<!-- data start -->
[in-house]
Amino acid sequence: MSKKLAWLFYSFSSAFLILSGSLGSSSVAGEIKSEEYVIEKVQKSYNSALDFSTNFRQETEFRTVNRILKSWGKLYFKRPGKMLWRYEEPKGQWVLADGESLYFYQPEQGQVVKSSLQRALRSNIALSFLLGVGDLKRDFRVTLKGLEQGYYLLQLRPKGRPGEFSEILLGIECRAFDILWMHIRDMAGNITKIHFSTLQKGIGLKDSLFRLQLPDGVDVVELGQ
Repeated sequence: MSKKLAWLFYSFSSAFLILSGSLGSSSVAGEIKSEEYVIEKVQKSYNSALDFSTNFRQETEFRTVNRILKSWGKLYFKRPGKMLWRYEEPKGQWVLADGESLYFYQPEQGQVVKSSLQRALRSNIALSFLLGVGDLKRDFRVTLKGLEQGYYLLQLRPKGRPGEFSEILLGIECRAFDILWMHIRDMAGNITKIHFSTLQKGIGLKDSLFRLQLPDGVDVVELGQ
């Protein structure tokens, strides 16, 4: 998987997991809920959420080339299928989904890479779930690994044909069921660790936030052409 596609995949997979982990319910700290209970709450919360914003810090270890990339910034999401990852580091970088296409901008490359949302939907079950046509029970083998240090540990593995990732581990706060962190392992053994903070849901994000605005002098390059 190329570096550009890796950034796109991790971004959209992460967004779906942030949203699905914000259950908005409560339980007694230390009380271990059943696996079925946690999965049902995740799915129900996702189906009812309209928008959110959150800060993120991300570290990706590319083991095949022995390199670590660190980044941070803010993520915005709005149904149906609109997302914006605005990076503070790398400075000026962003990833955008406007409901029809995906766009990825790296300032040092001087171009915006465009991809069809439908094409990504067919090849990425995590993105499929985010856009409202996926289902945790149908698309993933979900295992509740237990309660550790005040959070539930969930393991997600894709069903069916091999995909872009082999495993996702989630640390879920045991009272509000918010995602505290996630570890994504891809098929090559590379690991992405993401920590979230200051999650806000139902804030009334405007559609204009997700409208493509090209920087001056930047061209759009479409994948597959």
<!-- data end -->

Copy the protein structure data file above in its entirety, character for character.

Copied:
[in-house]
Amino acid sequence: MSKKLAWLFYSFSSAFLILSGSLGSSSVAGEIKSEEYVIEKVQKSYNSALDFSTNFRQETEFRTVNRILKSWGKLYFKRPGKMLWRYEEPKGQWVLADGESLYFYQPEQGQVVKSSLQRALRSNIALSFLLGVGDLKRDFRVTLKGLEQGYYLLQLRPKGRPGEFSEILLGIECRAFDILWMHIRDMAGNITKIHFSTLQKGIGLKDSLFRLQLPDGVDVVELGQ
Repeated sequence: MSKKLAWLFYSFSSAFLILSGSLGSSSVAGEIKSEEYVIEKVQKSYNSALDFSTNFRQETEFRTVNRILKSWGKLYFKRPGKMLWRYEEPKGQWVLADGESLYFYQPEQGQVVKSSLQRALRSNIALSFLLGVGDLKRDFRVTLKGLEQGYYLLQLRPKGRPGEFSEILLGIECRAFDILWMHIRDMAGNITKIHFSTLQKGIGLKDSLFRLQLPDGVDVVELGQ
């Protein structure tokens, strides 16, 4: 998987997991809920959420080339299928989904890479779930690994044909069921660790936030052409 596609995949997979982990319910700290209970709450919360914003810090270890990339910034999401990852580091970088296409901008490359949302939907079950046509029970083998240090540990593995990732581990706060962190392992053994903070849901994000605005002098390059 190329570096550009890796950034796109991790971004959209992460967004779906942030949203699905914000259950908005409560339980007694230390009380271990059943696996079925946690999965049902995740799915129900996702189906009812309209928008959110959150800060993120991300570290990706590319083991095949022995390199670590660190980044941070803010993520915005709005149904149906609109997302914006605005990076503070790398400075000026962003990833955008406007409901029809995906766009990825790296300032040092001087171009915006465009991809069809439908094409990504067919090849990425995590993105499929985010856009409202996926289902945790149908698309993933979900295992509740237990309660550790005040959070539930969930393991997600894709069903069916091999995909872009082999495993996702989630640390879920045991009272509000918010995602505290996630570890994504891809098929090559590379690991992405993401920590979230200051999650806000139902804030009334405007559609204009997700409208493509090209920087001056930047061209759009479409994948597959």